Queen Anne of Denmark , Somersert House and Fashion Week

Me as Queen Anne. Photographer: David Ho for Art Macabre

Somerset House is a very grand neoclassical building originally built in Tudor times, located in the Strand, next to King’s College, with parts of the House used by the College during term time - lucky King's students, being tutored in such beautiful surroundings! Managed by the Somerset House Trust, it is currently the home of the Courtauld Art Gallery and the Courtauld Institute of Art, both of international renown, with an impressive collection of Impressionist masterpieces.
Twice a year Somerset House hosts a major event which attracts international press and media coverage and the attendance of several celebrities: London Fashion Week.
During the two bi-annual Fashion Weeks, Somerset House turns into a stage for extravagant catwalk shows, business meetings and cocktail parties where some of the most stunning creations by established British designers, as also by upcoming talent, can be seen.  It is a celebration of the female body as wearer of clothes, which is what fashion is about (or should be) - I know there are also shows with male models, but fashion is, by and large, still inflected in the feminine.

A drawing made at the art Macabre event. Photo: David Ho

This is a serendipitously fitting development in the history of Somerset House.  Back in the 17th century, Somerset House was known as Denmark House and was the residence of the Danish born Queen Anne of Denmark, the Queen Consort of King James VI. 
Queen Anne was known for the lavish masques, performances  with dance and music, that she hosted at Denmark House, in which she performed herself, sometimes in costumes that would cause some talk, as when she wore too short a tunic, for example. On another occasion the Venice Ambassador wrote that she was naked 'to the pit of her stomach' and even more scandalously, she took the role of Queen of Sheba, also semi-naked,  in the Masque of Blackness, in which she and her ladies-in-waiting had blackened faces as to look like African women. No, political correctness obviously did not exist in the 17th century.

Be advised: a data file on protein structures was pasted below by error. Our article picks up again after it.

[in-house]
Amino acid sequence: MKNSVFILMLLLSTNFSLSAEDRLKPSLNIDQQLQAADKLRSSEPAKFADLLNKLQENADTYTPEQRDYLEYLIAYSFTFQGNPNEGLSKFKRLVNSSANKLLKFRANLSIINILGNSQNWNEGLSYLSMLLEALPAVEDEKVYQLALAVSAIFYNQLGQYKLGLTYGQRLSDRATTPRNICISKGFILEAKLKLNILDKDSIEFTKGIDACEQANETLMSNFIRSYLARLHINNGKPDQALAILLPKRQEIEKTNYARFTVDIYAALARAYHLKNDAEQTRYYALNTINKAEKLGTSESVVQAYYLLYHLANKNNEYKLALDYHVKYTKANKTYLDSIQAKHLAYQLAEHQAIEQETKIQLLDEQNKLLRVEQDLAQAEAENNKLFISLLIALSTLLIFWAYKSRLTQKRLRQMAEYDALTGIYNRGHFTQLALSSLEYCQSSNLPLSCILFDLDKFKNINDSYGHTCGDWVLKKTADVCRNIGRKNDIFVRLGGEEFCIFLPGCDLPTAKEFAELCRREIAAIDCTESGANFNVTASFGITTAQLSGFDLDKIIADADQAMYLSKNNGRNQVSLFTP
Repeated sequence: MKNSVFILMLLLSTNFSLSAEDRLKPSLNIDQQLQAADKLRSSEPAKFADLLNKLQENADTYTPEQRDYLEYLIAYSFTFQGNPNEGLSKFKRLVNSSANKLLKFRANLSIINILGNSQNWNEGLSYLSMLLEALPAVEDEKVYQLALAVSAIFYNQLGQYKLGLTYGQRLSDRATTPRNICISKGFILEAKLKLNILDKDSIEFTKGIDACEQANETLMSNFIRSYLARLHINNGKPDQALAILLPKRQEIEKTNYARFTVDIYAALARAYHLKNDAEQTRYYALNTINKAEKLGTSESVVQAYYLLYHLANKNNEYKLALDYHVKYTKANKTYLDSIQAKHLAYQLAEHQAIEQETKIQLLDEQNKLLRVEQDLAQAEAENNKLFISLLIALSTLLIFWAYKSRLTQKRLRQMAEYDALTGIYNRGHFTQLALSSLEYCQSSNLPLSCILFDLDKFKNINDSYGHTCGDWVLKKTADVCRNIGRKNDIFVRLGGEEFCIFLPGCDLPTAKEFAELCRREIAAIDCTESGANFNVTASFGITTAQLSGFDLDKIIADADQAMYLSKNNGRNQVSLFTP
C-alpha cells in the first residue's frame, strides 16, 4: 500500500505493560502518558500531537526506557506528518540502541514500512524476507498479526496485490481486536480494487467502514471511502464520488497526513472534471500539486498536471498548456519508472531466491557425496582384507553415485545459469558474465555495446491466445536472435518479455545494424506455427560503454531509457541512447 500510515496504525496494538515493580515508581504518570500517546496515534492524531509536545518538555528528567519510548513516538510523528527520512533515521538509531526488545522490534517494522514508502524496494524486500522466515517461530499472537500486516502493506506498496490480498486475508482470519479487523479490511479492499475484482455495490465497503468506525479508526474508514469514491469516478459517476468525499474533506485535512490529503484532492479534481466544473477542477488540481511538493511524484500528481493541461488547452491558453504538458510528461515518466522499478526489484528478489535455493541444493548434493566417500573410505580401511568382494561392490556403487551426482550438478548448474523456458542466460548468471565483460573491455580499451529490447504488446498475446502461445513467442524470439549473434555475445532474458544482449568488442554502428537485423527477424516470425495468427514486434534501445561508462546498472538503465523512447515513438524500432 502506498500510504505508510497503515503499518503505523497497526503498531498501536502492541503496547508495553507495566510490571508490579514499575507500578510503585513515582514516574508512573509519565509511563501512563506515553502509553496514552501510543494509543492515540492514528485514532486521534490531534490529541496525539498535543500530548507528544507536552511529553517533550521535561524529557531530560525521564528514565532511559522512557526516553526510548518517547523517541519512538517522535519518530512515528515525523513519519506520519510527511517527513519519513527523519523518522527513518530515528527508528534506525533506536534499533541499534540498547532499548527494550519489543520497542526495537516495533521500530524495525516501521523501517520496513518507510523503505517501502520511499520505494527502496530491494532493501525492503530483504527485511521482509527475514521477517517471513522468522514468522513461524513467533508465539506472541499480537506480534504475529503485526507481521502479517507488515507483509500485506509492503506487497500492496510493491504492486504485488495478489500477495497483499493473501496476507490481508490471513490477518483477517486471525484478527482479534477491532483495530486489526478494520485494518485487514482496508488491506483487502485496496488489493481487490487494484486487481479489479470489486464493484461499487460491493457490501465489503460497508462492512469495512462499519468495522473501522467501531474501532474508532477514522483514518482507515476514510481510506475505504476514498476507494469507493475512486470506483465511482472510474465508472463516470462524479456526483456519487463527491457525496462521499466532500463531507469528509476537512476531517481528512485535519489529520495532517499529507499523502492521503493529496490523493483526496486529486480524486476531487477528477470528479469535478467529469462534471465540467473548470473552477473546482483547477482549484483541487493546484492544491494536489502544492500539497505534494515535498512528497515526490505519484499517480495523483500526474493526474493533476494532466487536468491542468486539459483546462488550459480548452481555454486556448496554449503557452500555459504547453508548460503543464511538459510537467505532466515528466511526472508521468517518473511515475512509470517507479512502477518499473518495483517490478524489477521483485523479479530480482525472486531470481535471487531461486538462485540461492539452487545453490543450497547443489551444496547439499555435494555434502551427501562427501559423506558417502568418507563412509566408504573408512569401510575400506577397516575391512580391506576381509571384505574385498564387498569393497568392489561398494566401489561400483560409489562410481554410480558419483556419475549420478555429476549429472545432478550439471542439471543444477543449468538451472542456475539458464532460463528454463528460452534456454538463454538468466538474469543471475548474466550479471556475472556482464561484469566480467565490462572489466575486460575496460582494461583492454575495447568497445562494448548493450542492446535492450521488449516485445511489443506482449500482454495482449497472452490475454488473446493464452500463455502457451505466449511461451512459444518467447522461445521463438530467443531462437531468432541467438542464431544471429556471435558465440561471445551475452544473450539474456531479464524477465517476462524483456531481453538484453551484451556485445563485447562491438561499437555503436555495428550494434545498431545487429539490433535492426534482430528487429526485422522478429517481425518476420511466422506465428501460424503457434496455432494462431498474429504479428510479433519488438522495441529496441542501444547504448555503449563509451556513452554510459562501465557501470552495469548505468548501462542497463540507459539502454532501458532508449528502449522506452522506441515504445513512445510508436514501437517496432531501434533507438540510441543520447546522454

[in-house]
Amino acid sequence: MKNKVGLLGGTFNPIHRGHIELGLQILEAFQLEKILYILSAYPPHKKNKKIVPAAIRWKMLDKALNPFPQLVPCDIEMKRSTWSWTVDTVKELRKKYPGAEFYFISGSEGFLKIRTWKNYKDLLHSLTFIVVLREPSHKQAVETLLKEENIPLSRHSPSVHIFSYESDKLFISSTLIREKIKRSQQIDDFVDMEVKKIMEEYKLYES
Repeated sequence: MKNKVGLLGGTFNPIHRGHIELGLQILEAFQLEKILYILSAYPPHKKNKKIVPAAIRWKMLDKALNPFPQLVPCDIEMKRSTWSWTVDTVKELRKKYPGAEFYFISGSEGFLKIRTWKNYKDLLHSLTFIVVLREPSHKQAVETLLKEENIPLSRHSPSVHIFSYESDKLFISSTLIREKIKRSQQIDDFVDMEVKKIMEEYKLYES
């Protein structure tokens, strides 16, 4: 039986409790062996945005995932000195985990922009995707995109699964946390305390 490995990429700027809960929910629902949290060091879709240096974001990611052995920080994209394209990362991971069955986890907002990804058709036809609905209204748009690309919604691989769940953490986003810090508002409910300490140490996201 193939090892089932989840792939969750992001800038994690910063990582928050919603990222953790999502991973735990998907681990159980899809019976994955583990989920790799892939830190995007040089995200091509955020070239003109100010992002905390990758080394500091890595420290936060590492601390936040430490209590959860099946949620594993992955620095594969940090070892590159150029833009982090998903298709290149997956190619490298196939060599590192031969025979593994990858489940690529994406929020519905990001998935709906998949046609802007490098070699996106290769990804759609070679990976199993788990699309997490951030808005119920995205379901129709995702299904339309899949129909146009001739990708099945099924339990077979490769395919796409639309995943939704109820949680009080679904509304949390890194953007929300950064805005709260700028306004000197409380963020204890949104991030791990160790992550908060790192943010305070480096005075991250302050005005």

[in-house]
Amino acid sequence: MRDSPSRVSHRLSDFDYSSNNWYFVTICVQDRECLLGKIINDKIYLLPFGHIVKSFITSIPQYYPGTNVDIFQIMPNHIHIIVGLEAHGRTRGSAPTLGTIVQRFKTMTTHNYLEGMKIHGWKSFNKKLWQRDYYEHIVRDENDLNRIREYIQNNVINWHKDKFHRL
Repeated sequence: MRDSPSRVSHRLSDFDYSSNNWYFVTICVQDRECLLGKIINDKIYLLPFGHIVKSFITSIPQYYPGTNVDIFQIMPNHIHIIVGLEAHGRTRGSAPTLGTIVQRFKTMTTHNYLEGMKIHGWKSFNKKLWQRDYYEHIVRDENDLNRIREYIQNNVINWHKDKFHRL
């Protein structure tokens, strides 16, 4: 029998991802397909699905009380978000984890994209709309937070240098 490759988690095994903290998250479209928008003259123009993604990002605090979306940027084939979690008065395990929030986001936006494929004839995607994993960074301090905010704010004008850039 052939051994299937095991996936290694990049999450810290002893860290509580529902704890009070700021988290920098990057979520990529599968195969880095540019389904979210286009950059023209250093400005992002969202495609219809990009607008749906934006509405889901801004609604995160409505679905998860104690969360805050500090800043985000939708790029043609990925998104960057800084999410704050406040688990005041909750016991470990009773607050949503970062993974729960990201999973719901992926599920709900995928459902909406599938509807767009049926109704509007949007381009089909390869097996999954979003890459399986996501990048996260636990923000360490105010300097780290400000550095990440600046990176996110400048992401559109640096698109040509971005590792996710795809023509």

Photographer: David Ho for Art Macabre

I had the opportunity of playing the role of Queen Anne at a life modelling event at Somerset House put on by Art Macabre. I was mostly nude, as one is for life modelling, but I wore an elaborate collar and my hair was coiffed in the style of Queen Anne - I have loads of hair, so it was not too difficult to raise it high without extensions. 
As I read a little about Queen Anne, whom historians have not written about kindly, regarding her as a very frivolous woman - how wrong, as she was a patron of the arts and responsible for putting on performances by women at a time when women were not allowed to be on stage - I could not help thinking that if she were to come back today and witness one of the Fashion Week shows she'd probably be more than delighted. Who knows, she might want to model herself, as she loved being on stage! 
I don't know whether the fact that Somerset House had staged some of the best known Jacobean masques had any bearing on it becoming the home to Fashion Week - probably not -  but somehow I could not help connecting the two. 
Maybe at the next Fashion Week we will see the revival of a masque? or a revival of 17th century dress? 

I have written a post for the HuffPost following a series of articles and TV programmes about older life models. You can access it here


  1. I love that many of the elements of masques have been creeping into to pop culture in the form of steampunk.


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